Tuesday, November 20, 2012

The Evils of Thanksgiving Dinner

I shared this in the comments over at Jacked Up Glock Mom’s blog Tales From the Clothesline so I thought I’d share it here too.

It’s the link to a Google Document that is my Thanksgiving menu for this year, complete with in-document links to most of the recipes. This year I went smaller and rather more traditional than usual, budget constraints insisted. I hope you don’t think them plain or boring, because they won’t be. Recipes are a set of guidelines in my opinion and part of the fun for me is shaking them up, for example a bit of smoked maple salt found it’s way into the Chex Mix. That’s not in the recipe but it should be. Also, if the recipe calls for something in a can you can be sure that I’m probably using something I canned or otherwise preserved at home, and if it seems like it could use a dose of molasses it probably has it but I didn’t include it in the recipe because of a relative who insists they don’t like molasses as they’re inhaling gingerbread cookies that have almost a cup of molasses in them.

Some of the recipes are a bit cobbled together, when I originally made the document it was just for Cave and I, and I know what I’m going to do so I didn’t think it necessary to make them any more user friendly. The turkey recipe is the most mish-mashed, I believe, but it’s pretty straight forward, brine it for a day in ingredients similar to the cure, cure it for a day, then cook it. I cut back on the salt in the brine by however much I use in the cure. Apple cider is figuring heavily into it this year, both in the brine and in the basting. Sometimes I even layer bacon under the skin and across the breast, but that’s more for the spread I put out on Super Bowl Sunday than something I do for Thanksgiving.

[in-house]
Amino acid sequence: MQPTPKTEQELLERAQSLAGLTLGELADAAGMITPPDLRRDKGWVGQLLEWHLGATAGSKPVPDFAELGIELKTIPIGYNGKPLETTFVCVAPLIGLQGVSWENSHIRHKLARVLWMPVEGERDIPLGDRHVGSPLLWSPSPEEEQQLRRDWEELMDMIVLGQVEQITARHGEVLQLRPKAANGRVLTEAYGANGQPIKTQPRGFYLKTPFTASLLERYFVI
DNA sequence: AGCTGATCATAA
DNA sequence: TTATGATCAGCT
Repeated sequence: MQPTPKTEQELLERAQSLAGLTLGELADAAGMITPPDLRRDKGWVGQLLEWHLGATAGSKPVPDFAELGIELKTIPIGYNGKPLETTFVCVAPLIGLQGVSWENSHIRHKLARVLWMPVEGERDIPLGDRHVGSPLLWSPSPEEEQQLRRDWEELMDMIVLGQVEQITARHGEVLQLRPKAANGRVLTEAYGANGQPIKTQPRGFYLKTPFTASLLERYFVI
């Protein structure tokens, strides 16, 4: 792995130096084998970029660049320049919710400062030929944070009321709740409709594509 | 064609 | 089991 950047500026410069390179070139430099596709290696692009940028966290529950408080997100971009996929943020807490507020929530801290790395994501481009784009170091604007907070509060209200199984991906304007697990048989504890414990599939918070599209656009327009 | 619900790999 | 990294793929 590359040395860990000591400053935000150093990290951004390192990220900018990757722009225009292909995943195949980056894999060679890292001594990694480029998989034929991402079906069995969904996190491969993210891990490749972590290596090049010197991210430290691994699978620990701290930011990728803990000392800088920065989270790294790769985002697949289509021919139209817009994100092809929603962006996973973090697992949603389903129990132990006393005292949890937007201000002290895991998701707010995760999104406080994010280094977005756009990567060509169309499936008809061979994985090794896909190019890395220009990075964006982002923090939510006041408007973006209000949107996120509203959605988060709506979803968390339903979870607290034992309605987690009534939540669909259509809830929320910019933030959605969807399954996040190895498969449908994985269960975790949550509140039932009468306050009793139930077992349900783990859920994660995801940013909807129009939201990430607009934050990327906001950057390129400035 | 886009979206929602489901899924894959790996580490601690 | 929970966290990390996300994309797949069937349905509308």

I will warn you that while the turkey is very good it doesn’t have the flavor profile of a traditional roast turkey. The first time I served it for Thanksgiving one of the matriarchs refused to eat it and went so far as to apologize to everyone at the table for my “weird sugar” turkey. Thankfully most were too busy eating my food to notice, but I heard it. While I was in the kitchen wiping my tears and fanning my face I decided to take Thanksgiving and make it my own. So I did. That particular relative was a dark meat and turkey neck fanatic so I would make extra legs and the neck “plain roasted” just for them…in the same pan with the turkey, the only thing I left off was the cure. They raved about it and never caught on.

I still made the jello things for them, dumped a can of pumpkin pie filling into a store bought crust, used their favorite brown n serve rolls, canned cranberry jelly, and made ambrosia salad and that apple mayo waldorf stuff, but everything was served right next to the dishes I thought sounded interesting and wanted to make. Noses were turned up at the wild rice and mushroom pilaf (that one was a bomb, I agree), apple juice instead of orange in the cranberry relish, delicious little meatballs that a friends mom taught me how to make using grape jelly, and was that tossed salad? The only lettuce allowed was in a wilted salad with bacon grease and vinegar. We did agree about the orange salad, it is a staple at every big dinner in my extended family. We stockpile the ingredients for it, Dream Whip has the shelf life of forever.